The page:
Twelve M&I graduate students completed their PhD work during this past academic year. Below is a short summary of the doctoral work and current activities/plans:
Aadra Bhatt completed her PhD in May 2013 in Blossom Damania’s lab, working on Kaposi's sarcoma-associated herpesviral cancers with an emphasis on signaling and metabolism. She will perform a short postdoctoral fellowship in the Damania laboratory before pursuing an advanced degree in medicine.
Cristine Campos completed her dissertation in Peggy Cotter's lab in March 2013, and her research was on autotransporter protein-mediated pathogenesis in Burkholderia pseudomallei. Cristine is currently applying for post-doctoral research positions.
Kimberly Coggan completed her Ph.D. in December 2012. Her research in Matt Wolfgang’s laboratory focused on the intricate regulation of type IV pilus biogenesis genes in Pseudomonas aeruginosa. Kimberly is currently a postdoctoral fellow at Novan Therapeutics.
Rukie de Alwis completed her PhD in May 2013. In Aravinda de Silva’s lab, she studied how human antibodies interact with dengue virus to enhance or neutralize infection. Rukie discovered a novel class of neutralizing antibodies that bind complex epitopes which are only expressed on intact virus particles. She is currently interviewing for postdoctoral positions.
Meghan Feltcher defended her dissertation in April 2013. Meghan's research was conducted in the laboratory of Miriam Braunstein and focused on understanding the mechanistic basis of the SecA2 protein export pathway of Mycobacterium tuberculosis. Meghan will soon start a postdoctoral fellowship in the laboratory of Sarah Grant and Jeffery Dangl at UNC.
LeShara Fulton completed her PhD in April 2013 in Jon Serody’s lab, working on the biology of graft-versus-host disease as a complication of allogeneic bone marrow or stem cell transplantation. She will perform a brief postdoctoral fellowship in the Serody laboratory prior to pursuing an advanced degree in a health care-related field.
Bronwyn (Bonnie) Gunn completed her thesis work January 2013 in Mark Heise’s laboratory, where she studied how alphavirus interactions with the host mannose binding lectin pathway affect virus-induced arthritis. She is currently performing her postdoctoral work with Dr. Galit Alter at Harvard University.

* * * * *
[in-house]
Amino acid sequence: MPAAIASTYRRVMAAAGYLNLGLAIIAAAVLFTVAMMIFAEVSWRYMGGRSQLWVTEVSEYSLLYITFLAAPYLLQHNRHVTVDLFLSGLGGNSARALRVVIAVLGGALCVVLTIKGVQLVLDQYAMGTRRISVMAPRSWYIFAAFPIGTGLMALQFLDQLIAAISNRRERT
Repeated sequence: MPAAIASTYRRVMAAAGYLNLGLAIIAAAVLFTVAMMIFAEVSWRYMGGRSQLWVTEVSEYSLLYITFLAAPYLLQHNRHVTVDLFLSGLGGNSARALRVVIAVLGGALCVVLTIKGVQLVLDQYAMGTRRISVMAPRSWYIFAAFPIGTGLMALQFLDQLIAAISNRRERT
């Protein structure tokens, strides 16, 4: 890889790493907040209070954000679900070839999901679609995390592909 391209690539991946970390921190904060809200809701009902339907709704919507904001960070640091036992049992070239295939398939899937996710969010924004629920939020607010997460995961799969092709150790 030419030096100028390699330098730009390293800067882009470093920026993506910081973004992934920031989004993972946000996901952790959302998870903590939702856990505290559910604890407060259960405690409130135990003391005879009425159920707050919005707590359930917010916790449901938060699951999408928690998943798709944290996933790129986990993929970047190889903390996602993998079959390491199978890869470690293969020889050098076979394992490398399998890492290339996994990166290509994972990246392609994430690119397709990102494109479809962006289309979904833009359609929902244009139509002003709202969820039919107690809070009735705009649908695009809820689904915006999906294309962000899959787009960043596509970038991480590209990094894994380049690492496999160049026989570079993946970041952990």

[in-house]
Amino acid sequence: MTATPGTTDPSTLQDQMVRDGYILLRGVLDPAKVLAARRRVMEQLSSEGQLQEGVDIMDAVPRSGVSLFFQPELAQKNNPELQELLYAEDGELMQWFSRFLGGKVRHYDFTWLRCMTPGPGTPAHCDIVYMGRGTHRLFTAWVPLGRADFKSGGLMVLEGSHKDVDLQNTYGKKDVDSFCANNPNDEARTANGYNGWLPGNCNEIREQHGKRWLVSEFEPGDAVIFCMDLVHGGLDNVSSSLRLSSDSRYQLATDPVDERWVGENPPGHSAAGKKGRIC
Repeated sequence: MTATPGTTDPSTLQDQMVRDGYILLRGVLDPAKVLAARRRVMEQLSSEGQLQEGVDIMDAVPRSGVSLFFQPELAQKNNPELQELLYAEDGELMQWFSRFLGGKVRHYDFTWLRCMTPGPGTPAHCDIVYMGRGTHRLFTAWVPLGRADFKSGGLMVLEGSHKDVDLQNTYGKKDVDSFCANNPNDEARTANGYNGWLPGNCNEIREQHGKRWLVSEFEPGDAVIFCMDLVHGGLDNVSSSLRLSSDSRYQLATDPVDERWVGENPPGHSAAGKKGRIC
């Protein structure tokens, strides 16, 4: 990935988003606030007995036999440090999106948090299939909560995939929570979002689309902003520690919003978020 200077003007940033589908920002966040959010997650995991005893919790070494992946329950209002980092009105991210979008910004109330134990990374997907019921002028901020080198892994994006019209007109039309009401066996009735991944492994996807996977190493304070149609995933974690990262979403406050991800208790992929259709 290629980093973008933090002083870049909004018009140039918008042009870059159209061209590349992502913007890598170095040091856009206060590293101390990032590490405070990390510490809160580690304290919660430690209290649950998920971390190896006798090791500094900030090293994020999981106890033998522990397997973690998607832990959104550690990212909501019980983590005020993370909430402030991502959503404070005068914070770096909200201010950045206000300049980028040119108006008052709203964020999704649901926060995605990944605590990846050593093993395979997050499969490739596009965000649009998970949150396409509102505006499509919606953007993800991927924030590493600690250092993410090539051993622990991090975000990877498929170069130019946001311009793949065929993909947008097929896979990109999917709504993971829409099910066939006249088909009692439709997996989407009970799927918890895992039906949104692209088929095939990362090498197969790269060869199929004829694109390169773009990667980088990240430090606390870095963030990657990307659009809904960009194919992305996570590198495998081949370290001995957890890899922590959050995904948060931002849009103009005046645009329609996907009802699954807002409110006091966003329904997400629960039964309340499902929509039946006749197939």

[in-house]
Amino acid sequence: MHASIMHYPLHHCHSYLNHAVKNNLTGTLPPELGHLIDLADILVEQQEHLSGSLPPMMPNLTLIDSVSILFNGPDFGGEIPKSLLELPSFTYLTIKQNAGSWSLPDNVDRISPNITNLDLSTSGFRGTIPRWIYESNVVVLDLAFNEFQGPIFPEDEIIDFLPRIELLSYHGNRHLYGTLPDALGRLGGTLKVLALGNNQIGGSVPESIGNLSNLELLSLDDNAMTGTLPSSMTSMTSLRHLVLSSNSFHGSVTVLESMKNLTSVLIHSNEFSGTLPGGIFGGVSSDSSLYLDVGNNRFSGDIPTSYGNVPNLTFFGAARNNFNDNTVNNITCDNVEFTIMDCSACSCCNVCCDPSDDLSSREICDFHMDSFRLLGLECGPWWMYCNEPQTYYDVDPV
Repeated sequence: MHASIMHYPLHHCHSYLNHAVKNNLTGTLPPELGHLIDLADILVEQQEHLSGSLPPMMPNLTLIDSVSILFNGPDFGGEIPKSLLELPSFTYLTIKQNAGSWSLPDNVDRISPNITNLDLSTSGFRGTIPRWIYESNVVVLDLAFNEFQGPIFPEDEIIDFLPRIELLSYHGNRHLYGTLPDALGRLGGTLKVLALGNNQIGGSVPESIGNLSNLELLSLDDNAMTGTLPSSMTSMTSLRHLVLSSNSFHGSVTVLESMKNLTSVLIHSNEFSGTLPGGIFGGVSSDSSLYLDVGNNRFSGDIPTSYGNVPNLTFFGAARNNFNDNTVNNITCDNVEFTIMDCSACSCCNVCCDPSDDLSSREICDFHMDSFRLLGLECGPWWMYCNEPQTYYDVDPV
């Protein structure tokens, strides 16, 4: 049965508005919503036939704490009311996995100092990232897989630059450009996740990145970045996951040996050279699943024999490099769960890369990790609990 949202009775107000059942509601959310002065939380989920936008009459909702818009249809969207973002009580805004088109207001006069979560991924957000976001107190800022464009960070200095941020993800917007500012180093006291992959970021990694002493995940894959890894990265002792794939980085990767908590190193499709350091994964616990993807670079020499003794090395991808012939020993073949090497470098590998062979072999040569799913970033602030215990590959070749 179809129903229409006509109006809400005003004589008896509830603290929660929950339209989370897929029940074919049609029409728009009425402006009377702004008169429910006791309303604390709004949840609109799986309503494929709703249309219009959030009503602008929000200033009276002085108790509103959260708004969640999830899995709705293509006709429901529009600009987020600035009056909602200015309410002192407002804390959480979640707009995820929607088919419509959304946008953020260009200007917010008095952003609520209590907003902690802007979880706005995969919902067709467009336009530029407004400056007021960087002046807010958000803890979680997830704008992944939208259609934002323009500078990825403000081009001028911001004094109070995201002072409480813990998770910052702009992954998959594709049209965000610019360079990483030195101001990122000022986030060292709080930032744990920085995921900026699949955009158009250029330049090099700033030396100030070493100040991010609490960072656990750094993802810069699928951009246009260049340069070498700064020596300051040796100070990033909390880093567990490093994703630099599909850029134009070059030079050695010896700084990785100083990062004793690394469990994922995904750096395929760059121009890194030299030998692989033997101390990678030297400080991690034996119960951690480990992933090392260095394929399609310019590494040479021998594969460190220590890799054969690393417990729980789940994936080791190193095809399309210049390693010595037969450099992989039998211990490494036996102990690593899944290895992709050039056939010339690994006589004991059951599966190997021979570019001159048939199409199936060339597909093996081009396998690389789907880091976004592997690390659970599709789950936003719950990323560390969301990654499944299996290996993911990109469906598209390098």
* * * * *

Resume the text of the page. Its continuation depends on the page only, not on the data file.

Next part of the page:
Mark Johnson completed his dissertation in December 2012. His work, carried out in Roland Tisch's laboratory, focused on the development of adenovirus-associated vectors for the purpose of genetically modifying pancreatic beta cells in vivo and suppressing the autoimmune response of type 1 diabetes.
Flor Evangelista Montoya completed her PhD in December 2012 in Zhi Liu’s lab. She studied the role of IgG autoantibodies and functional interactions with desmosomal proteins in endemic pemphigus. She is currently a Visiting Professor at the National University of Trujillo, Peru.
Crystal (CJ) Neely completed her PhD in February 2013. Working in the laboratory of Bruce Cairns and Rob Maile, CJ investigated the cellular mechanisms of immune dysfunction after burn injury. CJ is now a postdoctoral fellow with Peter Murray at St. Jude Children’s Research Hospital, investigating macrophage responses to infection and other acute and chronic diseases.
Christopher Noel completed his dissertation research in Peggy Cotter's lab in November 2012, studying the mechanism of two-partner secretion in Bordetella pertussis. Chris is currently applying for postdoctoral research positions.
Amy Wollish completed her dissertation in June 2012. She worked in Mark Heise’s laboratory, where she studied innate immune sensing mechanisms that protect from virus-induced encephalitis. She is currently performing her postdoctoral research with Joanne Kurtzberg and Andrew Balber at Duke University.